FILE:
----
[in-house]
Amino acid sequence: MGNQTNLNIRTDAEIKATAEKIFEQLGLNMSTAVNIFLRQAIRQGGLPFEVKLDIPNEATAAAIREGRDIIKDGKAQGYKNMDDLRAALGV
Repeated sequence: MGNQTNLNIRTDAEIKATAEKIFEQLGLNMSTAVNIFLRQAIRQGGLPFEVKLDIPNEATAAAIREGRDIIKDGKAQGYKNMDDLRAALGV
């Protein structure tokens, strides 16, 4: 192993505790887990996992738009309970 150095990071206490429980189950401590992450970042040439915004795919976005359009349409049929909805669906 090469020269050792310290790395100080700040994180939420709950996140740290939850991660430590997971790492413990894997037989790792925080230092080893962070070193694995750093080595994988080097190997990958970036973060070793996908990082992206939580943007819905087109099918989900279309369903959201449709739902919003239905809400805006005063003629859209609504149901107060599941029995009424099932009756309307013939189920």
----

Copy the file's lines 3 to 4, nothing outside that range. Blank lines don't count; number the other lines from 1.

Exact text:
Repeated sequence: MGNQTNLNIRTDAEIKATAEKIFEQLGLNMSTAVNIFLRQAIRQGGLPFEVKLDIPNEATAAAIREGRDIIKDGKAQGYKNMDDLRAALGV
């Protein structure tokens, strides 16, 4: 192993505790887990996992738009309970 150095990071206490429980189950401590992450970042040439915004795919976005359009349409049929909805669906 090469020269050792310290790395100080700040994180939420709950996140740290939850991660430590997971790492413990894997037989790792925080230092080893962070070193694995750093080595994988080097190997990958970036973060070793996908990082992206939580943007819905087109099918989900279309369903959201449709739902919003239905809400805006005063003629859209609504149901107060599941029995009424099932009756309307013939189920």